The Not Contractually Obligated Top Ten Of 2012

December 31, 2012

Now that I’ve wasted so much time here establishing a few traditions, I’d be remiss to honor not them…

Almost every artist in the history of mankind has at least one title in their catalog that is a compilation, a stopgap collection meant to maintain interest between releases (often to boost holiday sales) or to fulfill a contractual obligation.

This is the former, a chance to make use, one more time, of a lot of wasted time over the past twelve months.

Four years ago, I reflected on the annual, childhood tradition of spending New Year’s Day with a half dozen blank cassettes as Q102 played back the Top 102 songs of the previous year.

So, as 2012 begins its fade into a speck in the rear-view mirror, here are the most popular songs that appeared here during the past year…

10. The Beautiful South – Everybody’s Talkin
from Carry On Up The Charts (1994)
If It’s December, It Must Be Christmas

“On one of the however hundred or so cable channels, NBC is airing It’s A Wonderful Life.”

9. Billy Squier – Everybody Wants You
from Emotions In Motion (1982)
October 2, 1982

“At some point last year, I started a semi-regular tradition of pulling up a Hot 100 chart from Billboard magazine and dissecting the debut songs for a given week in the early ’80s (when I was first listening to music and most familiar with Top 40 radio).”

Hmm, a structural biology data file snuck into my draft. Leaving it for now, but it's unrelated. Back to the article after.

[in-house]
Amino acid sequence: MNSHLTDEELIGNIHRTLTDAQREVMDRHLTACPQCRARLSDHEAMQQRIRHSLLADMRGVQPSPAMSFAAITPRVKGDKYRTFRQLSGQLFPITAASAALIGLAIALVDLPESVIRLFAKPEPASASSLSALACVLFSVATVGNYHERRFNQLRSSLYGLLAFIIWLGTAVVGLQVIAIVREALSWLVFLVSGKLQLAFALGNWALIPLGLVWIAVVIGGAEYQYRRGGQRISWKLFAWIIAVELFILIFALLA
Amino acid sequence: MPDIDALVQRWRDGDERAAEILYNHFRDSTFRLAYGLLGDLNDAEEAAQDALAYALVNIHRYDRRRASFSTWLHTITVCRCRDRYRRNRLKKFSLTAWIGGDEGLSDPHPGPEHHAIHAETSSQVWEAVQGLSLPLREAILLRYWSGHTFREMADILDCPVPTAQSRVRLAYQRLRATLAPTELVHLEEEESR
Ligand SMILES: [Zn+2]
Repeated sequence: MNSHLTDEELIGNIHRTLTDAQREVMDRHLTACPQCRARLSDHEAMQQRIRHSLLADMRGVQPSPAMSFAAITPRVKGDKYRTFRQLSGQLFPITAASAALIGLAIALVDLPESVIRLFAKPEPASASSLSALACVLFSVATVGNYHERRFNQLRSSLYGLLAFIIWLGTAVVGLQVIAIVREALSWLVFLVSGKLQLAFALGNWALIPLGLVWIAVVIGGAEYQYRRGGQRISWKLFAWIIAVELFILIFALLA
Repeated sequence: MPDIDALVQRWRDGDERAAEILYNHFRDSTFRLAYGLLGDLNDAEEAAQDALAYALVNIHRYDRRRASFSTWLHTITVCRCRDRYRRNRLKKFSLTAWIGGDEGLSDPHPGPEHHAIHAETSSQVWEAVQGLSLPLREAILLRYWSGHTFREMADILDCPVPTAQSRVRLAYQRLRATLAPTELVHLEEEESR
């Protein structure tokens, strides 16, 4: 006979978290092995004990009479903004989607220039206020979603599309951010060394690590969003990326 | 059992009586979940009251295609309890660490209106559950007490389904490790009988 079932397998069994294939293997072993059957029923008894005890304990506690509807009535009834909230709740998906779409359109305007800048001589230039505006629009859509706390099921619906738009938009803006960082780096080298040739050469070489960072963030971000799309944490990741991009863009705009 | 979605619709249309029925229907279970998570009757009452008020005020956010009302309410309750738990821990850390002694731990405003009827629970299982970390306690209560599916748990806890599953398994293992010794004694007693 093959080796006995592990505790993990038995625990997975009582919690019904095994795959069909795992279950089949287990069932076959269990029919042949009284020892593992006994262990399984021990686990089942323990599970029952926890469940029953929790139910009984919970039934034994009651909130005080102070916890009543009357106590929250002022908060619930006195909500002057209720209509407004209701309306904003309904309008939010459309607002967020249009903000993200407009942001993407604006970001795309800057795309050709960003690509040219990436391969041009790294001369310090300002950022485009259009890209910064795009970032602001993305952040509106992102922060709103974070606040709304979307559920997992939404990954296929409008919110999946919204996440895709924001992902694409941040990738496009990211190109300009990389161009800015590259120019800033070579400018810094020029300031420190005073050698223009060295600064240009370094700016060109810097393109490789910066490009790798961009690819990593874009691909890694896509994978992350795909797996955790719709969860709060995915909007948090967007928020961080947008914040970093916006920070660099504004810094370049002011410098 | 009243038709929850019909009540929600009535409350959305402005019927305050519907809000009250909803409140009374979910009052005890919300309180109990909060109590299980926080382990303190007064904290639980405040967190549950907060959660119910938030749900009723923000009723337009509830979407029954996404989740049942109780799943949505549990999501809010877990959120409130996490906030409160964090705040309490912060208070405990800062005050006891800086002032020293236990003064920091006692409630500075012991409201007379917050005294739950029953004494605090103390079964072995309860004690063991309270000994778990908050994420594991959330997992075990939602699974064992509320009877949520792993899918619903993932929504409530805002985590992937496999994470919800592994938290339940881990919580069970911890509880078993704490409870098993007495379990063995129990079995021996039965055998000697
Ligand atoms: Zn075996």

8. Townes Van Zandt – Dead Flowers
from The Big Lebowski soundtrack (1998)
“Am I the only one around here who gives a @#%! about the rules?”

“I know that Walter Sobcheck does, indeed, give a @#%! about them. He was willing to send Smokey into “a world of pain” for a foot foul in The Big Lebowski.”

7. David Bowie/Pat Metheney Group – This Is Not America
from The Falcon And The Snowman soundtrack (1985)
February 2, 1985

“In early 1985, the shift in my musical interests, which had been evolving and changing in fits and starts for a couple years, was ongoing.”

6. Eye To Eye – Nice Girls
from Eye To Eye (1982)
May 22, 1982

“As I opt to periodically do – when I have no other viable or unviable ideas – it’s time to pull up an old Billboard magazine Hot 100 chart and note the songs that debuted that week.”

5. The Monkees- (Theme From) The Monkees
from The Best Of The Monkees (2003)
The Monkees And Me

“I suppose that for someone as fascinated by primates, both of the skyscraper-climbing and planet-ruling sort, as I apparently am, The Monkees should be a favorite band for, if nothing else, their name.”

4. Altered Images – I Could Be Happy
from Pinky Blue (1982)
Bagpipes

“I keep seeing some television commercial, touting some MMA bout. With bagpipes blaring over fight footage, some participant is in the frame spouting Irish proverbs in an accent that I’m not quite sure is Irish or Scottish.”